The World in a Grain: The Story of Sand and How It Transformed Civilization by Vince Beiser is a finalist for the 2019 PEN/E.O. Wilson Prize for Literary Science Writing. The award is given to a “book that exemplifies literary excellence on the subject of the physical or biological sciences and communicates complex scientific concepts to a lay audience.”
At the core of PEN America is the ideal of freedom of speech, “recognizing the power of the word to transform the world.” For his entire career, Beiser has been trying to change the world with his writing and, with The World in a Grain, he educates readers about the phenomenal importance of sand in making thousands of things, from concrete to glass to fibre-optic cables, and how dependent on it we are. So valuable is sand that people steal it and even kill for it, and our unbridled use of it, in concrete in particular, might just kill the planet.
To bring these harsh realities to light, Beiser adeptly and engagingly – sometimes with humour – mixes empirical evidence, scientific explanations, interviews with people directly connected to or affected by sand mining, profiles of relevant historical figures and his own commentary, as well as some factoids, which he calls “Interludes.” He comes to the not-surprising-but-disheartening conclusion that there’s only one solution: “human beings have to start using less sand. For that matter, we have to start using less of everything.”
Beiser dedicates the book to his wife, Kaile, and their children, Adara and Isaiah. While they live in Los Angeles, he grew up here. The Jewish Independent interviewed him about his upbringing, his career and, of course, his book.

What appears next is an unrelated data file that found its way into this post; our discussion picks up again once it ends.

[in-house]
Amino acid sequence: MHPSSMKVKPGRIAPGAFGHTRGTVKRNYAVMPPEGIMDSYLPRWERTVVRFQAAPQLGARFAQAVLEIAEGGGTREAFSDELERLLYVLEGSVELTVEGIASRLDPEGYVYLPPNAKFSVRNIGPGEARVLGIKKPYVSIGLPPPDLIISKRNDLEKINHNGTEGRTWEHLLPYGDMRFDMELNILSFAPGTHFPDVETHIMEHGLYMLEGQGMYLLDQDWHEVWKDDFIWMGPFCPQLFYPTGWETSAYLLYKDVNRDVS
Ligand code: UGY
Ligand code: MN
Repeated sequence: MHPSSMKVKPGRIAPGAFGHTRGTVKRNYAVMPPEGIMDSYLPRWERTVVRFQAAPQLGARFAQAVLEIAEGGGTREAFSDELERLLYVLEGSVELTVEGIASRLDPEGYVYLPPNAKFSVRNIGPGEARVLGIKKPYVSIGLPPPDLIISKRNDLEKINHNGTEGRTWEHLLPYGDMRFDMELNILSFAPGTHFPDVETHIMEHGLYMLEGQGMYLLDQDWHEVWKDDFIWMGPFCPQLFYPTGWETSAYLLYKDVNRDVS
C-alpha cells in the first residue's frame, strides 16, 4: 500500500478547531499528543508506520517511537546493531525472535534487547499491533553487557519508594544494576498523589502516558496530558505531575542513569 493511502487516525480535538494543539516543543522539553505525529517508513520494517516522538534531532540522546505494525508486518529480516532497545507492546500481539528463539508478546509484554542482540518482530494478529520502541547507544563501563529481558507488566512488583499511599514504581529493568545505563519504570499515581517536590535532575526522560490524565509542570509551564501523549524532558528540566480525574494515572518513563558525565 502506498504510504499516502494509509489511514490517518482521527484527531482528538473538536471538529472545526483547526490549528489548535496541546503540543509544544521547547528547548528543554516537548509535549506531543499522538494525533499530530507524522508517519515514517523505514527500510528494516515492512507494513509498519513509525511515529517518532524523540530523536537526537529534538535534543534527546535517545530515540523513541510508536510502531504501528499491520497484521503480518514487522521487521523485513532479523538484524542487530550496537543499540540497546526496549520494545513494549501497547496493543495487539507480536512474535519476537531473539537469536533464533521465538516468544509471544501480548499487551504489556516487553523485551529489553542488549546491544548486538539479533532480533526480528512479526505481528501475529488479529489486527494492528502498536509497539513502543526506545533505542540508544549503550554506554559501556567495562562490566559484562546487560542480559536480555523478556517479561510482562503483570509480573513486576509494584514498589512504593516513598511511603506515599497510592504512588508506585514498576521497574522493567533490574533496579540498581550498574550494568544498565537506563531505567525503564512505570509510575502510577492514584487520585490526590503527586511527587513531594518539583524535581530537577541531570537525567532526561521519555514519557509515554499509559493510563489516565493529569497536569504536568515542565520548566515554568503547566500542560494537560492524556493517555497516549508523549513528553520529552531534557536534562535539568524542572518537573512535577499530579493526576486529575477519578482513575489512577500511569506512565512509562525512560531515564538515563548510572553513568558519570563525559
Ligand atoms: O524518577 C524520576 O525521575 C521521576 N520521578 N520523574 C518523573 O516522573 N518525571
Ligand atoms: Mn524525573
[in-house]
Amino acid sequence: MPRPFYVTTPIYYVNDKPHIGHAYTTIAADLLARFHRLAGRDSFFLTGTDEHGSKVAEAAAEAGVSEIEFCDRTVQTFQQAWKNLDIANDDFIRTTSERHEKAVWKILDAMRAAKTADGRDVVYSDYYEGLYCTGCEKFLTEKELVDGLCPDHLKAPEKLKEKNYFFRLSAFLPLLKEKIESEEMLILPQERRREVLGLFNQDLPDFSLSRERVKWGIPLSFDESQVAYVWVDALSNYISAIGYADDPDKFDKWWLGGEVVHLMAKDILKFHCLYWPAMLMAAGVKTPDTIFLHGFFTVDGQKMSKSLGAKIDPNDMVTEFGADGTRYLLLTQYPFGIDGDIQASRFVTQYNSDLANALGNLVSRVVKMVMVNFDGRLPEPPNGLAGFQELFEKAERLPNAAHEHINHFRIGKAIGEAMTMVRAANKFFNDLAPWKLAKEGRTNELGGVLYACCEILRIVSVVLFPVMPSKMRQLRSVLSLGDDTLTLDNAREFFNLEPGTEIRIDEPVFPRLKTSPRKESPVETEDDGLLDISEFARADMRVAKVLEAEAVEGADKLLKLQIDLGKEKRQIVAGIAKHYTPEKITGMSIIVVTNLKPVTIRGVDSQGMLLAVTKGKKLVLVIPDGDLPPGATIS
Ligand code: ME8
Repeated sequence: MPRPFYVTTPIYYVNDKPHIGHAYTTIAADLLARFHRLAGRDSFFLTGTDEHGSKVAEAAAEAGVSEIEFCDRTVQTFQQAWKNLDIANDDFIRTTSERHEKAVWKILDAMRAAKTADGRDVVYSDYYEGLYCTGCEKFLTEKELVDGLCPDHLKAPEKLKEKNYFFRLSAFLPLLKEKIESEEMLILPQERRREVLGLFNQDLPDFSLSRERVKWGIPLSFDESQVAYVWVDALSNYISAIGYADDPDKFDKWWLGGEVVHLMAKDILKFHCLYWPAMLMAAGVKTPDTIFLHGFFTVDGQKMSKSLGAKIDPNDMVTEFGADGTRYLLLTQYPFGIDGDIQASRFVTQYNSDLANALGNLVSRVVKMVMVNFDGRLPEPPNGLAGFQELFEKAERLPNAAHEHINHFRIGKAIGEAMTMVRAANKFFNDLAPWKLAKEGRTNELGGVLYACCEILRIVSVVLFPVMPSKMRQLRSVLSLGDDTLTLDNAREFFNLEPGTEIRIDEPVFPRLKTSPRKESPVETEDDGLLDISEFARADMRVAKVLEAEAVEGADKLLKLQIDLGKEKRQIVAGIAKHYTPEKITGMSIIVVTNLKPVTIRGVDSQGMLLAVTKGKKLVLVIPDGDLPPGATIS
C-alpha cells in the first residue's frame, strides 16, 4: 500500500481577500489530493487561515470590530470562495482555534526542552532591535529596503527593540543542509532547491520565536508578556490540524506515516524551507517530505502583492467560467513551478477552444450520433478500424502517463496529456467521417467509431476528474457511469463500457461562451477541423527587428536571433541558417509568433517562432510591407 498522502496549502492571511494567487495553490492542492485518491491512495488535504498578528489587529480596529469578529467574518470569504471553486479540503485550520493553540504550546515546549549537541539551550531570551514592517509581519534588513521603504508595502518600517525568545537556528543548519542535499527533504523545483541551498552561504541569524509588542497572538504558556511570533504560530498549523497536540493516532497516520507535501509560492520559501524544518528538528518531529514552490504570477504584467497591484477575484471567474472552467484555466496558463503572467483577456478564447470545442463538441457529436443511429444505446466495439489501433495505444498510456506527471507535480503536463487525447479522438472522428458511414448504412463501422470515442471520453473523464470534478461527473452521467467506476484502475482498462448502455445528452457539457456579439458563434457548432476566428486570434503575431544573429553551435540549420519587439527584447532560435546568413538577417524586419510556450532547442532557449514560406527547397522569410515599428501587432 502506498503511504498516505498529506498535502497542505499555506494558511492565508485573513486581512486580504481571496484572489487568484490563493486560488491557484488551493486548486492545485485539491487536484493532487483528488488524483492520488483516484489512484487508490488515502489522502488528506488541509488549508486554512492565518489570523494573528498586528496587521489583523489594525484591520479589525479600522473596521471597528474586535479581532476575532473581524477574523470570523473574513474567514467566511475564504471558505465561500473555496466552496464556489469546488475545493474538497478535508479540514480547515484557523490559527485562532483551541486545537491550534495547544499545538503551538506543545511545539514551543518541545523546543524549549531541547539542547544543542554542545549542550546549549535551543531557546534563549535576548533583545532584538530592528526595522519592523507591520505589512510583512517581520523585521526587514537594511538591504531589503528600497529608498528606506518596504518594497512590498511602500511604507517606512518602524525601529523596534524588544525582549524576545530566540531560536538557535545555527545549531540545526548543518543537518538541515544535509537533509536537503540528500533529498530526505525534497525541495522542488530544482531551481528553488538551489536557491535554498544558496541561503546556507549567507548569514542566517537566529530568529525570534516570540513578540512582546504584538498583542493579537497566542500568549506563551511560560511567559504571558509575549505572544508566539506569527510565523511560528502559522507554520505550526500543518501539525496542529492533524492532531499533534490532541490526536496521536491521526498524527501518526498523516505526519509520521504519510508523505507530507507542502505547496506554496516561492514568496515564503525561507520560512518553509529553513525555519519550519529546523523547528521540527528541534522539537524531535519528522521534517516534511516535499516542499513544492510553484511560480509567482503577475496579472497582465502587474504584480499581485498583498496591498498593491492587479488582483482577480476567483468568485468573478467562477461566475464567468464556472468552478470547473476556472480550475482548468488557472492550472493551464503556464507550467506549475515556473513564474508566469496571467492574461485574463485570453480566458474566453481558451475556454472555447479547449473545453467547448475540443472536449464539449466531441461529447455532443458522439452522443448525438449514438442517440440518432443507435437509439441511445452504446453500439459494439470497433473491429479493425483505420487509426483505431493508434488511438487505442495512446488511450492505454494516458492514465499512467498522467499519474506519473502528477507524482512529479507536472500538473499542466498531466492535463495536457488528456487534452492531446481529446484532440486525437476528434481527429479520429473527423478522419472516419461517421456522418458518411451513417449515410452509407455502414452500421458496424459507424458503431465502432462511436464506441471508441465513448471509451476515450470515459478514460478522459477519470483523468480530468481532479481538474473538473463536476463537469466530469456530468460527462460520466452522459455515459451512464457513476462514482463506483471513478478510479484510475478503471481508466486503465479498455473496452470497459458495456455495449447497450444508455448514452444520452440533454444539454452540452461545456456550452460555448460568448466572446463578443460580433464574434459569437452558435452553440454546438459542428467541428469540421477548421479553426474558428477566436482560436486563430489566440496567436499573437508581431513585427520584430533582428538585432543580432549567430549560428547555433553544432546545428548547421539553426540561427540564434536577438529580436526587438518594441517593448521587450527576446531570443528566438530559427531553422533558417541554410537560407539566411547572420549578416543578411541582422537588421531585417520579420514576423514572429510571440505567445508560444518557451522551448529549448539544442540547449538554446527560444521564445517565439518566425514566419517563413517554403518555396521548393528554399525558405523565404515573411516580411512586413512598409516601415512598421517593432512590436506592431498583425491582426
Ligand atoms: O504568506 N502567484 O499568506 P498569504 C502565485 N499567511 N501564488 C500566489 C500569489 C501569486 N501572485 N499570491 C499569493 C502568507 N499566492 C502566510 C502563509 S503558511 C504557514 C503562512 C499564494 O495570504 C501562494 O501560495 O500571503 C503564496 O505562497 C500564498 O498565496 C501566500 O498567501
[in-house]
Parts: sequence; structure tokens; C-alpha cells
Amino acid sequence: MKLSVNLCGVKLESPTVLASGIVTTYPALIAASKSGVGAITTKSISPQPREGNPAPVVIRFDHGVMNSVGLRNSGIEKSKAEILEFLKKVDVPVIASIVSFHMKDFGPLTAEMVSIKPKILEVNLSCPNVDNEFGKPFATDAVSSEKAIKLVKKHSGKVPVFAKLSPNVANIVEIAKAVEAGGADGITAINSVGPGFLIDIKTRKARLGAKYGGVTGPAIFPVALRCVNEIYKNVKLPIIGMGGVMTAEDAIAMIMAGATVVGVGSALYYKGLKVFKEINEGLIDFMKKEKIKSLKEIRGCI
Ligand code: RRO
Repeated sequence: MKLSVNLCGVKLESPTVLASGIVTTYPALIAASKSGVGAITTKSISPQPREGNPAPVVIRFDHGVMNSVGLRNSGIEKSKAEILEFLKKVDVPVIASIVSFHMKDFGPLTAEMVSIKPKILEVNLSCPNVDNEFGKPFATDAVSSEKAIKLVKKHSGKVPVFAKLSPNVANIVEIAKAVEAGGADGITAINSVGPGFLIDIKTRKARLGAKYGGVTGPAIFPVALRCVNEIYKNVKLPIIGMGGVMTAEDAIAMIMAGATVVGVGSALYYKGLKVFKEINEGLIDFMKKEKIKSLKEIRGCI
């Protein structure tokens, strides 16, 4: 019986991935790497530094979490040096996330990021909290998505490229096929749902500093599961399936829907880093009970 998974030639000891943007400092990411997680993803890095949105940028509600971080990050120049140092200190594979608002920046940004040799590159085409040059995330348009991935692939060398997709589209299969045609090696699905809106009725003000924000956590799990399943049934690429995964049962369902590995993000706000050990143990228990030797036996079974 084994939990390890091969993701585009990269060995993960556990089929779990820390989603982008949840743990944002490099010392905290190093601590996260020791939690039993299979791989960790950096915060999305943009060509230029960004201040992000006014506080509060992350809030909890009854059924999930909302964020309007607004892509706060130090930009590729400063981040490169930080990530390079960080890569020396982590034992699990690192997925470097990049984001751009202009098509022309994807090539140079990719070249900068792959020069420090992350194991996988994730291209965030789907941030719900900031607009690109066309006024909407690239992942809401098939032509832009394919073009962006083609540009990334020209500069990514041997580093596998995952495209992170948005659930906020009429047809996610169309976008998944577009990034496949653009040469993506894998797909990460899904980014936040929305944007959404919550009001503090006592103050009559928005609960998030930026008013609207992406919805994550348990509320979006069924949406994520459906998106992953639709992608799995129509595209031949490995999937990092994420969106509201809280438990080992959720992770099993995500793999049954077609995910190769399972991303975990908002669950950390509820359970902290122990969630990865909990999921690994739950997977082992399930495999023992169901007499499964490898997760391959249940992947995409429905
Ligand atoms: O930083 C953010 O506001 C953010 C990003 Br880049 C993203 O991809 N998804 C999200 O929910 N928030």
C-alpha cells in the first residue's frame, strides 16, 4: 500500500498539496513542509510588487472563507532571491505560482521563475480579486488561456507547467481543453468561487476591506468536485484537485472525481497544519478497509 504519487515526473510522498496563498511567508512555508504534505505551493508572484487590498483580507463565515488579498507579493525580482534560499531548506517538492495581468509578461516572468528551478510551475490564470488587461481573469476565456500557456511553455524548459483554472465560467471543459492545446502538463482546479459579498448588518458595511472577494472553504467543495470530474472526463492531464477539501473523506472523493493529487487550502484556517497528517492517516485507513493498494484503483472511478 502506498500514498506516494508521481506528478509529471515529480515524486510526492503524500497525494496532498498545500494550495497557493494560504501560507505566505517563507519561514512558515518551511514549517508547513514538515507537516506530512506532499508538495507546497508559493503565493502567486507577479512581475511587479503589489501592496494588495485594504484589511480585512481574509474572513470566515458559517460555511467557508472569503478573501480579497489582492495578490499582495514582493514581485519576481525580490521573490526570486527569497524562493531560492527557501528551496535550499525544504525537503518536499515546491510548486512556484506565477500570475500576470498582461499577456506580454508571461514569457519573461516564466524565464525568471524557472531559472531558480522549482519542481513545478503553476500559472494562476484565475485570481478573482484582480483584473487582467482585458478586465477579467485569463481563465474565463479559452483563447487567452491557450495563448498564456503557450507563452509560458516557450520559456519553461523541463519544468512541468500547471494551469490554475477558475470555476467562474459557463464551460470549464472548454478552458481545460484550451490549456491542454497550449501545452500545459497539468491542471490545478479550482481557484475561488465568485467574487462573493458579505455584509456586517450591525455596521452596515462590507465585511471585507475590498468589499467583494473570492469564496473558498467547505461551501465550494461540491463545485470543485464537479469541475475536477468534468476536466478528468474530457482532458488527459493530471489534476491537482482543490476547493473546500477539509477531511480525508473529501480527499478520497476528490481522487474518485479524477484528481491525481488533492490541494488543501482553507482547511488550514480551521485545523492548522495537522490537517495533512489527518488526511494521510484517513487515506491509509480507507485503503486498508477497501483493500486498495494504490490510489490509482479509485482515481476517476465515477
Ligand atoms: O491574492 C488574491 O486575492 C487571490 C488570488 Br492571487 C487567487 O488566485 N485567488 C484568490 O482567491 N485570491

JI: Could you tell me where you were born, how you ended up in Vancouver, and how your parents’ involvement in social causes influenced your choice of profession?
VB: I’m from a venerable Vancouver family, though I wasn’t born there. My grandfather’s family – the Landos – came over from England around the turn of the 20th century, first to Prince Rupert and then to Vancouver, where they worked in the fur business, of all things. My mother [Roberta] and her siblings were all born and raised in Vancouver – mostly in the same house where she still lives! My brothers and I were all born in the U.S. (myself in New York City), where my father [Morton] was working. We moved to Vancouver when I was 10, and I grew up there until I took off to college in California. I come back just about every summer.
My parents were always very engaged with the world, and the idea of trying to make it a better place – my father as a mental health researcher, and my mother mainly through her work with all kinds of arts and cultural organizations. We did a lot of traveling as well, which really opened my eyes to just how lucky we were and how much less so are so many other people. Meanwhile, I also had an uncle, Vancouver native Barry Lando, who was a highly decorated producer at 60 Minutes, so I grew up watching his shows and hearing about his adventures all over the world. I never consciously thought that I wanted to have a job like that, but it certainly made an impression.
JI: What role does Jewish culture and/or Judaism play in your life and work?
VB: I’m proud to be a Jew, and that heritage has definitely had an impact on my professional life. Knowing our long and brutal history of oppression helped sharpen my desire to work for social justice, to do what I can to help right, or at least bring attention to, wrongs wherever I find them. I started my career in Jerusalem, covering the First Intifada as a freelancer for both Israeli and Palestinian publications. Later, I wound up working for an Israeli magazine, The Jerusalem Report, first in Eastern Europe covering the wars in the former Yugoslavia, and later as their New York correspondent. I’ve probably written more about Jews and Jewish issues than anything else except sand!
JI: What took you from Vancouver and how did you establish yourself in Los Angeles?